• For high-performance execution logic ensure running it on correct NUMA and worker core.
    • Analyze run logic with rte_dump_stack and rte_memdump for more insights.
    • Make use of objdump to ensure opcode is matching to the desired state.

11.2.8. Is the execution cycles for dynamic service functions are not frequent?

service functions on service cores Fig. 11.11.


Fig. 11.11 functions running on service cores

  1. Performance issue isolation
    • Services configured for parallel execution should have rte_service_lcore_count should be equal to rte_service_lcore_count_services.
    • A service to run parallel on all cores should return RTE_SERVICE_CAP_MT_SAFE for rte_service_probe_capability and rte_service_map_lcore_get returns unique lcore.
    • If service function execution cycles for dynamic service functions are not frequent?
    • If services share the lcore, overall execution should fit budget.
  2. Configuration issue isolation
    • Check if service is running with rte_service_runstate_get.
    • Generic debug via rte_service_dump.

11.2.9. Is there a bottleneck in the performance of eventdev?

  1. Check for generic configuration
    • Ensure the event devices created are right NUMA using rte_event_dev_count and rte_event_dev_socket_id.
    • Check for event stages if the events are looped back into the same queue.
    • If the failure is on the enqueue stage for events, check if queue depth with rte_event_dev_info_get.
  2. If there are performance drops in the enqueue stage
    • Use rte_event_dev_dump to dump the eventdev information.
    • Periodically checks stats for queue and port to identify the starvation.
    • Check the in-flight events for the desired queue for enqueue and dequeue.

11.2.10. Is there a variance in traffic manager?

Traffic Manager on TX interface Fig. 11.12.


Fig. 11.12 Traffic Manager just before TX.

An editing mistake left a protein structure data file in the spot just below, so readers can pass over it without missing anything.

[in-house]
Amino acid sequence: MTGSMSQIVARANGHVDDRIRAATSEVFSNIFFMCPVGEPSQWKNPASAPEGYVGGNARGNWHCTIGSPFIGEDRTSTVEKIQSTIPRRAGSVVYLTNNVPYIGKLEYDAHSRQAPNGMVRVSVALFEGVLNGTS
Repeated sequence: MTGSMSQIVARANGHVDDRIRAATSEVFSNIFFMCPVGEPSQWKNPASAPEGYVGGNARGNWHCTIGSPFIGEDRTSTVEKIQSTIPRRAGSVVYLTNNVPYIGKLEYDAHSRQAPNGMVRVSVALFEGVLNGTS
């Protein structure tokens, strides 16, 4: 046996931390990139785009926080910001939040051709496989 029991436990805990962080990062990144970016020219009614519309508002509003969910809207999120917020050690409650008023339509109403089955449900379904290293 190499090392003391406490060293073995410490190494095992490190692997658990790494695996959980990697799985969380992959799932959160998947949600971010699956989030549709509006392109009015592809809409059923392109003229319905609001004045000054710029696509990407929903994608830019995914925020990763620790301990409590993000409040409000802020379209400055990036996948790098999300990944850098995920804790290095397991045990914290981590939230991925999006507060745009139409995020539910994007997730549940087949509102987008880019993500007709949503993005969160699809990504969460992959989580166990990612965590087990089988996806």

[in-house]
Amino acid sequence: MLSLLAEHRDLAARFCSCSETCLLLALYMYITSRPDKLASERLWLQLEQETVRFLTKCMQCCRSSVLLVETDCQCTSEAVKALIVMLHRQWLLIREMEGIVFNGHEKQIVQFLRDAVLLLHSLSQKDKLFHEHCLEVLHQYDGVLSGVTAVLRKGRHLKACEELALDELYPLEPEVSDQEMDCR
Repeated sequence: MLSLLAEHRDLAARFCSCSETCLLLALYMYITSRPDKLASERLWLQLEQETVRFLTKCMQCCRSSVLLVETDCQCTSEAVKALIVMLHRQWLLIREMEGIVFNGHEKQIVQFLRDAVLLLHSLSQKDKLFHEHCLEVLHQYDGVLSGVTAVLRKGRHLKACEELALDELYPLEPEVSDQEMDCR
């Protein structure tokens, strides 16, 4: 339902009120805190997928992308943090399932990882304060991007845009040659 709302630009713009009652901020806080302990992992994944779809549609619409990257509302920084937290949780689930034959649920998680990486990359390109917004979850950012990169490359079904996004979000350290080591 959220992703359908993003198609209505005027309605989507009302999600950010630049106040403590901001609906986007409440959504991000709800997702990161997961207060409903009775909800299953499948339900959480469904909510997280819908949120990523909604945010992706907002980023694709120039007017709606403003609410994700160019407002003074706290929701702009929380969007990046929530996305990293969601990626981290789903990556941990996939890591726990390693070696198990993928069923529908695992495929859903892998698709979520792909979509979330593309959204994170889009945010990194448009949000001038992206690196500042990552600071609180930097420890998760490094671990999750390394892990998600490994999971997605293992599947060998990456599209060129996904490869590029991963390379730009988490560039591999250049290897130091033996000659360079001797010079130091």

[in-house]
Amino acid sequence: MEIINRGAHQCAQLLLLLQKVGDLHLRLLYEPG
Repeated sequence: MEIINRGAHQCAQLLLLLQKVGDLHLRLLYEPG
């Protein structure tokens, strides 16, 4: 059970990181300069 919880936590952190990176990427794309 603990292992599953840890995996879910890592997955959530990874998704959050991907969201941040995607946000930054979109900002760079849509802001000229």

1. Identify the cause for a variance from expected behavior, is due to insufficient CPU cycles. Use rte_tm_capabilities_get to fetch features for hierarchies, WRED and priority schedulers to be offloaded hardware.
  2. Undesired flow drops can be narrowed down to WRED, priority, and rates limiters.
  3. Isolate the flow in which the undesired drops occur. Use rte_tn_get_number_of_leaf_node and flow table to ping down the leaf where drops occur.
  4. Check the stats using rte_tm_stats_update and rte_tm_node_stats_read for drops for hierarchy, schedulers and WRED configurations.

11.2.11. Is the packet in the unexpected format?

Packet capture before and after processing Fig. 11.13.


Fig. 11.13 Capture points of Traffic at RX-TX.

  1. To isolate the possible packet corruption in the processing pipeline, carefully staged capture packets are to be implemented.

    • First, isolate at NIC entry and exit.

      Use pdump in primary to allow secondary to access port-queue pair. The packets get copied over in RX|TX callback by the secondary process using ring buffers.

    • Second, isolate at pipeline entry and exit.

      Using hooks or callbacks capture the packet middle of the pipeline stage to copy the packets, which can be shared to the secondary debug process via user-defined custom rings.


Use similar analysis to objects and metadata corruption.

11.2.12. Does the issue still persist?

The issue can be further narrowed down to the following causes.

  1. If there are vendor or application specific metadata, check for errors due to META data error flags. Dumping private meta-data in the objects can give insight into details for debugging.
  2. If there are multi-process for either data or configuration, check for possible errors in the secondary process where the configuration fails and possible data corruption in the data plane.
  3. Random drops in the RX or TX when opening other application is an indication of the effect of a noisy neighbor. Try using the cache allocation technique to minimize the effect between applications.

11.3. How to develop a custom code to debug?

  1. For an application that runs as the primary process only, debug functionality is added in the same process. These can be invoked by timer call-back, service core and signal handler.
  2. For the application that runs as multiple processes. debug functionality in a standalone secondary process.